Well, I learned a lot about Genius Hour this year. Being a first-year teacher, I learned more about what works for me and what doesn't. I also got a lot of honest feedback from students. In all, I love the idea of Genius Hour, but it's going to look very different next year.
My goal for Genius Hour was for students to explore culture. I made a decision to focus on Spanish language proficiency during the first four days of the week, and then allow students to explore culture on the fifth. I felt that the Genius Hour experience would be hindered if I required students with minimal Spanish skill to try and complete their project in Spanish. Thus, the tie-in to my subject was through a focus on culture.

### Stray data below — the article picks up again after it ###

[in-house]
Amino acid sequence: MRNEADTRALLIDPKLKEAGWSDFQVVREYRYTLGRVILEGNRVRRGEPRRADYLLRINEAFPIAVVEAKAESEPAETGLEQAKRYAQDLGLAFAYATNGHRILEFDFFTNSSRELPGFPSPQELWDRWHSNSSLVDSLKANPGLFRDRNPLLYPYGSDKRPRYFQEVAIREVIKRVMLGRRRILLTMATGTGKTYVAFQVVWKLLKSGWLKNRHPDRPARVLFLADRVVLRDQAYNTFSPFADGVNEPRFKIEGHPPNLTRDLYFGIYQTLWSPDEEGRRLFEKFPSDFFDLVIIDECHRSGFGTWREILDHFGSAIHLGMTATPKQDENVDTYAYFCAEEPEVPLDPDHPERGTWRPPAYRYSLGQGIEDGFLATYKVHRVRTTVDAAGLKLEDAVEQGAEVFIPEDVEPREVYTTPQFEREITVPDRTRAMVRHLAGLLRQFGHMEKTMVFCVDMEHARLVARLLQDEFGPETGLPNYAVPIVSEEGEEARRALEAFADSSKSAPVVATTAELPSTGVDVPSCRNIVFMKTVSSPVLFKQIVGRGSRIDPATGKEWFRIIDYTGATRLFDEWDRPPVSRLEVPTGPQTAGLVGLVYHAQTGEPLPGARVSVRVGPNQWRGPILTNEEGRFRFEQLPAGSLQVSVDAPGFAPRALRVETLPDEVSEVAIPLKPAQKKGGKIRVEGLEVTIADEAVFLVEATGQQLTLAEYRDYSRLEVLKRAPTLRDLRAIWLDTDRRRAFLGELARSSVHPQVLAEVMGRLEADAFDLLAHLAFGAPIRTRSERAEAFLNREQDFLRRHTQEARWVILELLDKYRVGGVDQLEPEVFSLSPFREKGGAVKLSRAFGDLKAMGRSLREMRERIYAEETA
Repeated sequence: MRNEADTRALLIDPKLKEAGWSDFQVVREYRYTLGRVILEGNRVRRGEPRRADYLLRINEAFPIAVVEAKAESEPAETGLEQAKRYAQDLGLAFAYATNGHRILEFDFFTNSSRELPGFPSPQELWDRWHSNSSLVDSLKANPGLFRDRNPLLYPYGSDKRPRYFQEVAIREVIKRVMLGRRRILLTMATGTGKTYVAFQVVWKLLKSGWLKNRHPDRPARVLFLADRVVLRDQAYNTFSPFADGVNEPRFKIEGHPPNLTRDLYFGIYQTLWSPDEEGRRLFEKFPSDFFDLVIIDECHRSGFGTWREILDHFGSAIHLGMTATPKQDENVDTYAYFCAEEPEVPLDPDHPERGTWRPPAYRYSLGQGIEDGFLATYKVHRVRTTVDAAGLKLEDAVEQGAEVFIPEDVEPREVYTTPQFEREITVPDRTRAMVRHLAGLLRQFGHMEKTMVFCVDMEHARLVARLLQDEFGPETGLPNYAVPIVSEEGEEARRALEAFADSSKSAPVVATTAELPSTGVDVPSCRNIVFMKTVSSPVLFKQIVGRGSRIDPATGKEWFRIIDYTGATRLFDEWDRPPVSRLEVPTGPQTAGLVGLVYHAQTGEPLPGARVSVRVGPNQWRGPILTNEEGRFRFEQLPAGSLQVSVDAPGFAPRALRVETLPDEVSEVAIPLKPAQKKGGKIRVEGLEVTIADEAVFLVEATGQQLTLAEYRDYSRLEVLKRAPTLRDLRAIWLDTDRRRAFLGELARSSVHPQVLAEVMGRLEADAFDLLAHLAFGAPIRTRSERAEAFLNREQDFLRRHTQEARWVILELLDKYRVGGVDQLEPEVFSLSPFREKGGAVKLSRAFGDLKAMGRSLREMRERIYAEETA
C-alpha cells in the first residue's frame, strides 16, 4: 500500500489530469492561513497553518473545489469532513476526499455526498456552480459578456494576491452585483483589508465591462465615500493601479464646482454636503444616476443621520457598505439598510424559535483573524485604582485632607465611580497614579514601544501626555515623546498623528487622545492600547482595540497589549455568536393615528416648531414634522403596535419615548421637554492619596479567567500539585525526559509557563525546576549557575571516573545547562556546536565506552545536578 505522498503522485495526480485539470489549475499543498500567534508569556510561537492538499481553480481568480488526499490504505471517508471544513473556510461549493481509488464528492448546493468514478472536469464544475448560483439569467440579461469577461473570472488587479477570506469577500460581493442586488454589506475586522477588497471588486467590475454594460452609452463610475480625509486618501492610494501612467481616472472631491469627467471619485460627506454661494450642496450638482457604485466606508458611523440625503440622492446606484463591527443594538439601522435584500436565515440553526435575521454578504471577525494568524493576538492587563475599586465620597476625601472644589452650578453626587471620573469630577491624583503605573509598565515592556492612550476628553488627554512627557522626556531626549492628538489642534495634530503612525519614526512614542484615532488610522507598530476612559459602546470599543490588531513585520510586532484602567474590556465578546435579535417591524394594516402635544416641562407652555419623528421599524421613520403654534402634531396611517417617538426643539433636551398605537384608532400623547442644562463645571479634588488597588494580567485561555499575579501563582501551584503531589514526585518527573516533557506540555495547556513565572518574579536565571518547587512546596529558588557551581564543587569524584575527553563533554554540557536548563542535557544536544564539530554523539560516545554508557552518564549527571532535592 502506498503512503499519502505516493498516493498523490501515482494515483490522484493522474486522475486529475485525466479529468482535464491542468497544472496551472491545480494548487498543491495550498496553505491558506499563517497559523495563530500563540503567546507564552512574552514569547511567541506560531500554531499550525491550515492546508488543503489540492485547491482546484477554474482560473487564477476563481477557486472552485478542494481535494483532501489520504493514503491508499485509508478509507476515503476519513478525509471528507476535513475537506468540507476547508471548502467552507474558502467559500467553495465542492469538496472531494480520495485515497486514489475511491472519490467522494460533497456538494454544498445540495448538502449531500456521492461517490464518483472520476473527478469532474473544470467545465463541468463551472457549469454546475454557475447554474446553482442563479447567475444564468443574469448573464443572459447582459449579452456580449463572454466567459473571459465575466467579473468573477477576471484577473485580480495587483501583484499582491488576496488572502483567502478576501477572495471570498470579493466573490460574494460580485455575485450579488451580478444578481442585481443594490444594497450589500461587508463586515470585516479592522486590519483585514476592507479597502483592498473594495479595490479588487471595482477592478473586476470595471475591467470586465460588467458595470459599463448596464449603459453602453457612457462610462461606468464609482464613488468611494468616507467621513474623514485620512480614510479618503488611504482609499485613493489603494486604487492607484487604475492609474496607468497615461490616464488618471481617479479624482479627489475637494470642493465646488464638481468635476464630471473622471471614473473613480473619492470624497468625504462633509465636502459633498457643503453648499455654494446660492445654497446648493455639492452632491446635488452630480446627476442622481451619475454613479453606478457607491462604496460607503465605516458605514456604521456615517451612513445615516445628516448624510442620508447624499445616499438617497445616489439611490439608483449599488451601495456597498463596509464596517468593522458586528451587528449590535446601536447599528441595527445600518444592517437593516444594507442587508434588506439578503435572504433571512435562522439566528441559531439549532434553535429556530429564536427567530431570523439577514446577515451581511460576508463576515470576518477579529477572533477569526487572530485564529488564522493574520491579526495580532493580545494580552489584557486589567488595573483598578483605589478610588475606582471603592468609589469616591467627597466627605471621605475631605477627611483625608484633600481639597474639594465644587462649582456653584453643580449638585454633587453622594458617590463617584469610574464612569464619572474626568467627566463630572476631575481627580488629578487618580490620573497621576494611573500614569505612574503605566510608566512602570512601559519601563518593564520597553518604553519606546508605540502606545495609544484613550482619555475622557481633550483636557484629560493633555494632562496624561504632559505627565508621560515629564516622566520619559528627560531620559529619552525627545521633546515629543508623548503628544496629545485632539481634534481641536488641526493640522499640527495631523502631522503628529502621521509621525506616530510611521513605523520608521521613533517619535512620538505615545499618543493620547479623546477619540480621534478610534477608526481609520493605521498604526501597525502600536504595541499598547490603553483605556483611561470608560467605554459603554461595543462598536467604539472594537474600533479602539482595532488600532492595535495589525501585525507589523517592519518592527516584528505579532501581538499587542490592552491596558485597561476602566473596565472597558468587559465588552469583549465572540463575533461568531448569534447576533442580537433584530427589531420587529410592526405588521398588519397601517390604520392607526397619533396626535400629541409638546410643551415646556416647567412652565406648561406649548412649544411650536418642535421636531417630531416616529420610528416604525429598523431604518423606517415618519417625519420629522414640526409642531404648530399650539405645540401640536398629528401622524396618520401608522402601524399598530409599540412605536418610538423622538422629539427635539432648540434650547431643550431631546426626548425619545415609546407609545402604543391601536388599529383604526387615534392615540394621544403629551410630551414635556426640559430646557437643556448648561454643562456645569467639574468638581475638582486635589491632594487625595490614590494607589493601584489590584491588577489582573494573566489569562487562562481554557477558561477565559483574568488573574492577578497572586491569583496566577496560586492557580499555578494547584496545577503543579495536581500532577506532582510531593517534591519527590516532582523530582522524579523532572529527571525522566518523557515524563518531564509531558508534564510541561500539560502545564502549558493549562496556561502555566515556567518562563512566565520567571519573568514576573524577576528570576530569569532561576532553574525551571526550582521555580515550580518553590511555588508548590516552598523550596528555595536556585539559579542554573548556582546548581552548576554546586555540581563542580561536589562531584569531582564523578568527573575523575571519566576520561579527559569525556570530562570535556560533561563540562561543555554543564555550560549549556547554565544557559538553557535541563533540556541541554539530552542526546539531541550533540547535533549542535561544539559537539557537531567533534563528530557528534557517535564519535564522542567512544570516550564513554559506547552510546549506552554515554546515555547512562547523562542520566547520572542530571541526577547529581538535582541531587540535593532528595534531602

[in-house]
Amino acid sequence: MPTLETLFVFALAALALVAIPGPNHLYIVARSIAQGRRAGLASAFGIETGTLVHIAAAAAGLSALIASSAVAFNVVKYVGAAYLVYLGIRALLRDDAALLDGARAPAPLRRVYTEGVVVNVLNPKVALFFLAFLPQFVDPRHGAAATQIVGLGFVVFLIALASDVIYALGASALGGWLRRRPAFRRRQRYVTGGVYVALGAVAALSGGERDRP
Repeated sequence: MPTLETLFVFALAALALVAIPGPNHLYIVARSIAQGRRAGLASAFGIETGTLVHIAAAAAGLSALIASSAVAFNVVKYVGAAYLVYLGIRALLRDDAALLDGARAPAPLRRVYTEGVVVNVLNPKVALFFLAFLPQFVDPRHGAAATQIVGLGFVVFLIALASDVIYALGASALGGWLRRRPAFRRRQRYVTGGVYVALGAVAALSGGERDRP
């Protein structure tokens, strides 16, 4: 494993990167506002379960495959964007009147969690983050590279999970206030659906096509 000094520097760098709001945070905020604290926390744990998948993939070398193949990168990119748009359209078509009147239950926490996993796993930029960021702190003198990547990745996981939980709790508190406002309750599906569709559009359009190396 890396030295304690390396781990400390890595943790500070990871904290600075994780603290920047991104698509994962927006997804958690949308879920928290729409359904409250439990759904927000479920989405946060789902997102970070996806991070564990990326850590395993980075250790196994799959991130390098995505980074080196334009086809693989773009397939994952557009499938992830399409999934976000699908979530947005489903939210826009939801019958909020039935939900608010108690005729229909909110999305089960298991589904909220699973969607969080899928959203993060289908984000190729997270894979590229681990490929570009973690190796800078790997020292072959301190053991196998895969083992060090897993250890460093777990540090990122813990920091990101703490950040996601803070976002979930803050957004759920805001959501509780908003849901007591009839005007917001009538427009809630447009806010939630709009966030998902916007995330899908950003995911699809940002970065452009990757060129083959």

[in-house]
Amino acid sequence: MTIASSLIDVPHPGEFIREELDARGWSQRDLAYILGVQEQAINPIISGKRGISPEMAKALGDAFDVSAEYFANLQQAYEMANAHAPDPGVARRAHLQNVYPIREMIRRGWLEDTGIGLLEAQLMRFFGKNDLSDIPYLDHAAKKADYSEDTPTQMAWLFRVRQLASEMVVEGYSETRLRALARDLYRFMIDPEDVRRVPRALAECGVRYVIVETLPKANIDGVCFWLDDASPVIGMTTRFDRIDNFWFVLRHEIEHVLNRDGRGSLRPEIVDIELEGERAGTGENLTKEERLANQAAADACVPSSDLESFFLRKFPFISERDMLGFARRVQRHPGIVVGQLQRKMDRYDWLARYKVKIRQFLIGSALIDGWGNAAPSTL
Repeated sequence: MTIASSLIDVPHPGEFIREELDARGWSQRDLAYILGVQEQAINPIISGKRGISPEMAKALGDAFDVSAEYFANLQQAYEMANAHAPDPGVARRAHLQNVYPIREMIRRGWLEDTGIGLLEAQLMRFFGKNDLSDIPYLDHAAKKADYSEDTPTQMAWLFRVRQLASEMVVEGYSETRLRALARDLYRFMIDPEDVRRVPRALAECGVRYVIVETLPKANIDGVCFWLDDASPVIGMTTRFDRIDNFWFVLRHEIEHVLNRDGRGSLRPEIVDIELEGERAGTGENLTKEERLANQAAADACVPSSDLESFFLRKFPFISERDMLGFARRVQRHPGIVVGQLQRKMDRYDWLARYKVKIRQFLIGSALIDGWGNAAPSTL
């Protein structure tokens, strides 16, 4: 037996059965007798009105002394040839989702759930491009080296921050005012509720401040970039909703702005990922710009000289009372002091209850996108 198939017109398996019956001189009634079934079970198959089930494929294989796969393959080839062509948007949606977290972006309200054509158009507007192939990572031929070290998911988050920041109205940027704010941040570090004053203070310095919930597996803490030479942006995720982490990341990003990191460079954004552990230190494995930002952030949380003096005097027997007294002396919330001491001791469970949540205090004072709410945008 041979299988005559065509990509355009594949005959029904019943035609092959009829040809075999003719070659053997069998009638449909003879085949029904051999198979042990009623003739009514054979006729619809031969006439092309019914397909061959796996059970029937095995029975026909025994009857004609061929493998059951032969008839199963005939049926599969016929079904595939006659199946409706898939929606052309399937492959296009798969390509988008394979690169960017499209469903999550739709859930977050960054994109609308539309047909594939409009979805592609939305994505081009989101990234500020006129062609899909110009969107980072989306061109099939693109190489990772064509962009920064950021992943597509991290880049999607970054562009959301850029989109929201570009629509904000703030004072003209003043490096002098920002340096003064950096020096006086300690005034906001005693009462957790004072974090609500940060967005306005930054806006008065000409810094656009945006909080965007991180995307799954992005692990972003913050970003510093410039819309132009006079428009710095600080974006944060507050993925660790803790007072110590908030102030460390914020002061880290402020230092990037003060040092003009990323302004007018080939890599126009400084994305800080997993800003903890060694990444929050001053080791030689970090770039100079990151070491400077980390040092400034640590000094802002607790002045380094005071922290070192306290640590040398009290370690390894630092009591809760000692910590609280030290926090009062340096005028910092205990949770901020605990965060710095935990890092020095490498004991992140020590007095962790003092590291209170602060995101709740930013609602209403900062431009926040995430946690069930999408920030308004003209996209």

Our Genius Hour experience was primarily split into two parts. During first semester, I tried to promote learning a little about a lot of topics. I gave students a list of 10 categories of cultural topics ranging from Art and Food to Economics and Government. By the end of the semester, students needed 15 blog posts - one in each category plus five on any cultural topic they wanted. I gave them a format for the blog posts that required them to include their resource and a paragraph describing what they learned and why they researched it.
Second semester, student chose one topic and then completed a project about that topic. They had to create something to display about their topic (I purposely left this vague to see what they came up with) and attend a "Genius Hour Fair" where everyone displayed their product and filled out a worksheet about other students' projects. Their final for the year was to turn in a portfolio that included their initial proposal, a 1-page "What is culture?" paper, a 2-page reflection paper about their experience, a Spanish-English dictionary that listed the key terms of their topic in Spanish and English, and an annotated bibliography.